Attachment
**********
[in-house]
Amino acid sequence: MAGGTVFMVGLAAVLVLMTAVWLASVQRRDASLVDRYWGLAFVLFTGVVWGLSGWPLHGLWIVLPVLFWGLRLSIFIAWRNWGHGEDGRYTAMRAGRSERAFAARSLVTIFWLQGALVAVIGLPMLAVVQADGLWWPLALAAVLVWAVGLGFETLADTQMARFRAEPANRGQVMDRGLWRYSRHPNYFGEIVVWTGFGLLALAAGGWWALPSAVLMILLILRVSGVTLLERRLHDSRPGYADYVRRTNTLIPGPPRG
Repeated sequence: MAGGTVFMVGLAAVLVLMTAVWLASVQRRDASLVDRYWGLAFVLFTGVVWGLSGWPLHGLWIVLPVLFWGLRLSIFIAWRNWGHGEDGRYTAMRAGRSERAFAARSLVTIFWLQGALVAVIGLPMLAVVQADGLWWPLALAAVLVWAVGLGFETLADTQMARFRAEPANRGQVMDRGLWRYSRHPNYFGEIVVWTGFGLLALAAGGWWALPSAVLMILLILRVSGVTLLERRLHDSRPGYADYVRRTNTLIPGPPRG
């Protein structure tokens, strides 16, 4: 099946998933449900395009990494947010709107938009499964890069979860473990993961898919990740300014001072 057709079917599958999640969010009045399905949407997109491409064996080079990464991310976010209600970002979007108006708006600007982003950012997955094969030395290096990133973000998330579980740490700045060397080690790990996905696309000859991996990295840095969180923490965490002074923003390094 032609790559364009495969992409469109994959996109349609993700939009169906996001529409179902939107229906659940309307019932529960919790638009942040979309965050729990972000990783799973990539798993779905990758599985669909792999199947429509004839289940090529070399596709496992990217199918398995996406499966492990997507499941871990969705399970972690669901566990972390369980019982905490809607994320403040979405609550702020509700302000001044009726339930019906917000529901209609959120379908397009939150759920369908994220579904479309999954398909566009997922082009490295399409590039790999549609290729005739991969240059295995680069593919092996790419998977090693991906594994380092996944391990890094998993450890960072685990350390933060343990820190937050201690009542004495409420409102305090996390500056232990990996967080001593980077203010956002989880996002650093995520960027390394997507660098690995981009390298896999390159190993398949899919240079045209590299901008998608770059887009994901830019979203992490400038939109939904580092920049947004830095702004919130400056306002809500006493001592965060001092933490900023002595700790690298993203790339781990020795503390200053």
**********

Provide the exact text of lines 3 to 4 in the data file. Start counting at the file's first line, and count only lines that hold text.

Repeated sequence: MAGGTVFMVGLAAVLVLMTAVWLASVQRRDASLVDRYWGLAFVLFTGVVWGLSGWPLHGLWIVLPVLFWGLRLSIFIAWRNWGHGEDGRYTAMRAGRSERAFAARSLVTIFWLQGALVAVIGLPMLAVVQADGLWWPLALAAVLVWAVGLGFETLADTQMARFRAEPANRGQVMDRGLWRYSRHPNYFGEIVVWTGFGLLALAAGGWWALPSAVLMILLILRVSGVTLLERRLHDSRPGYADYVRRTNTLIPGPPRG
């Protein structure tokens, strides 16, 4: 099946998933449900395009990494947010709107938009499964890069979860473990993961898919990740300014001072 057709079917599958999640969010009045399905949407997109491409064996080079990464991310976010209600970002979007108006708006600007982003950012997955094969030395290096990133973000998330579980740490700045060397080690790990996905696309000859991996990295840095969180923490965490002074923003390094 032609790559364009495969992409469109994959996109349609993700939009169906996001529409179902939107229906659940309307019932529960919790638009942040979309965050729990972000990783799973990539798993779905990758599985669909792999199947429509004839289940090529070399596709496992990217199918398995996406499966492990997507499941871990969705399970972690669901566990972390369980019982905490809607994320403040979405609550702020509700302000001044009726339930019906917000529901209609959120379908397009939150759920369908994220579904479309999954398909566009997922082009490295399409590039790999549609290729005739991969240059295995680069593919092996790419998977090693991906594994380092996944391990890094998993450890960072685990350390933060343990820190937050201690009542004495409420409102305090996390500056232990990996967080001593980077203010956002989880996002650093995520960027390394997507660098690995981009390298896999390159190993398949899919240079045209590299901008998608770059887009994901830019979203992490400038939109939904580092920049947004830095702004919130400056306002809500006493001592965060001092933490900023002595700790690298993203790339781990020795503390200053």